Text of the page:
Every year, some of the finest German wines are sold at annual Auctions held as of this year in November. Here some background information on these events rooted in tradition.
In the 19th century (but also already before), many leading growers started to sell their casks via Auctions, essentially as an efficient manner to capture value vs. the increasingly powerful wine merchant houses. These Auctions were typically held in spring, but often also in Autumn.
These Auctions became so popular that wine journals of the period would publish whole calendars indicating which Estate was selling what, where, and when. The excerpt from the Weinmarkt journal of 1883 shows that these auctions were held throughout "Wine Germany" (including in Neustadt, Mainz, Würzburg, Trier, etc.), and concerned mostly casks of the latest vintages (1881er and 1882er in this case).
These Auctions gradually structured around grower associations by the turn of the 20th century, also to improve the traceability of the wines (remember that the first German wine law only dates from 1892 and that the provision that “wine results from the fermentation of fresh grapes” was only made in 1909).
Until the middle of the 20th century, Auctions were to be the standard approach for selling wines by many of the leading growers in the Rhine valley, whereby commissioners would act as middlemen, also to split up casks between bidders.
With the development of Estate bottling and direct sales, the Auctions became an annual event focused on selling off selected high-quality and rare bottlings.
Two grower associations emerged in the Mosel: The Bernkasteler Ring and the Grosser Ring / VDP Mosel. Each organize an annual Auction of wines from its members in Trier. In parallel, the Auction organized by the VDP Nahe in Bad Kreuznach was gradually opened up to members of the VDP Ahr, Pfalz, and Rheinhessen.
For decades, these Auctions were held on three subsequent days in September. As of 2021 (this year), the Auctions were moved in November (among others to avoid colliding with the ever earlier harvests), still on subsequent days. The new schedule starts with the Bernkasteler Ring on the second Thursday of November, followed by the VDP Trier Auction on the Friday, and the VDP one in Bad Kreuznach on the Saturday.
The vast majority of the wines brought to these Auctions are special wines (not sold via traditional sales channels) made from particularly prized parcels or the result of painful selections.
Dry wines are also mostly from the latest vintage, even if an increasing number of late releases are now regularly being offered. The Kabinett, Spätlese, and Auslese are also usually from the latest vintage, while the Eiswein, BA, and TBA are from older vintages.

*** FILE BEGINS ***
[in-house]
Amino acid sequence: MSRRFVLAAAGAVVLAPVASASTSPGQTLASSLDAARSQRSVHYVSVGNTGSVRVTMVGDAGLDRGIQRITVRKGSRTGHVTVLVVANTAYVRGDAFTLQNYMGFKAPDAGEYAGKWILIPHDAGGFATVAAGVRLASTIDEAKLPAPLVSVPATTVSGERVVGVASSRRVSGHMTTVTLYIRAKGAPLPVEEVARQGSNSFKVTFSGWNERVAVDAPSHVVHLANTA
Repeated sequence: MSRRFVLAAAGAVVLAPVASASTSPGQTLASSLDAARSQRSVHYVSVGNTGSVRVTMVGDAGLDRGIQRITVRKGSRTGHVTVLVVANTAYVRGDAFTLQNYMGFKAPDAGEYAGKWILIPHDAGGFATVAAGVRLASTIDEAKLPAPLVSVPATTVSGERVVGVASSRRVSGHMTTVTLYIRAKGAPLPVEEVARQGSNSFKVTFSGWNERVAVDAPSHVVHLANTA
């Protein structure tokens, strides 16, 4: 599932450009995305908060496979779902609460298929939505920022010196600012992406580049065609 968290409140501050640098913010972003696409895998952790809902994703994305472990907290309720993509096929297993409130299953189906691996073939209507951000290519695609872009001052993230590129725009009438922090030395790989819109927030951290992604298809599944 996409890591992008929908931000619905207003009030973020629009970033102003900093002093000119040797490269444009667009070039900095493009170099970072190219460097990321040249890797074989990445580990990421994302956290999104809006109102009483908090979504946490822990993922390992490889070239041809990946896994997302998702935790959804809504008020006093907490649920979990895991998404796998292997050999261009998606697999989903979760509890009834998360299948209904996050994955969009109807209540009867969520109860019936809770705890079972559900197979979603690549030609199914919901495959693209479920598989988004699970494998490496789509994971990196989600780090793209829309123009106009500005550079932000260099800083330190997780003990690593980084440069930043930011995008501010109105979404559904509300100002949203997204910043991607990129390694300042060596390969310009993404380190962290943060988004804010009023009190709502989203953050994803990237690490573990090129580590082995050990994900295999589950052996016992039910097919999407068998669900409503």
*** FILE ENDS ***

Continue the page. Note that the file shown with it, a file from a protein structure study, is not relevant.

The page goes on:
In addition, some Estates may bring some mature rarities or large format bottles from wines which are sold via regular channels.
We have been avid buyers of auction wines ourselves for many years now as these bottlings can represent the pinnacle of Riesling greatness. Simply put: Not all auction wines are magical but a vast number of our greatest Riesling memories have come from auction wines (at least from those Estates that are members of these grower associations).
These wines are not cheap and auction wines often sell at a significant premium, even if some comparative bargains can regularly be made (in particular at Auslese level, which are often small BAs and TBAs).
Whether the premium and effort involved is worth it is a very personal one. Simply put, the Auctions are probably an overkill for anyone interested in good QPR daily drinking. However, we would strongly recommend anyone interested in the “best of Riesling” (with price not being a prime factor) to have a look at what is on offer!
Private individuals as well as professionals can participate to these Auctions by putting in bids with accredited commissioners (who still broker these sales). Prior to bidding, we strongly advise to contact one of these commissioners to clear possible import and / or duties issues into your country.
Details on these events (including contact details of commissionners) can be found on the websites of the organisations:
Auction bottles do not necessarily need to be acquired at the Auctions themselves, some Estates and wine merchants / importers offer them also later as well.
In principle, all auction bottles carry a round sticker (see below) to distinguish them from regular ones.
In practice, not all bottles, especially older ones from the 1980s and 1990s, do carry a sticker. In such a case, often only the AP numbers can help out to identify auction wines. AP numbers may not be very consumer friendly but a little effort may allow one to make some bargains on the secondary market. Readers not familiar with AP numbers can learn more about it here.
Not everyone can attend the Auctions and taste for him or herself. To help wine lovers throughout the world, Mosel Fine Wines has been publishing a complete guide AHEAD of the Trier Auctions since 2009. We also provide some tasting notes AHEAD of the Bad Kreuznach Auction.
This Auction Guide is published in the November Issue. It includes all practical information to the upcoming events (dates, set-up, list of commissioners, etc.) and, above all, detailed tasting notes for recommended wines on offer.
This August Issue (currently Mosel Fine Wines Issue No 59) is available to all subscribers on simple email request.
© Text by Mosel Fine Wines "The Independent Review of Mosel Riesling ... and beyond!"
Disclaimer: Mosel Fine Wines is an independent publication and has no commercial relationship with any Estate, association or organization featured in this article.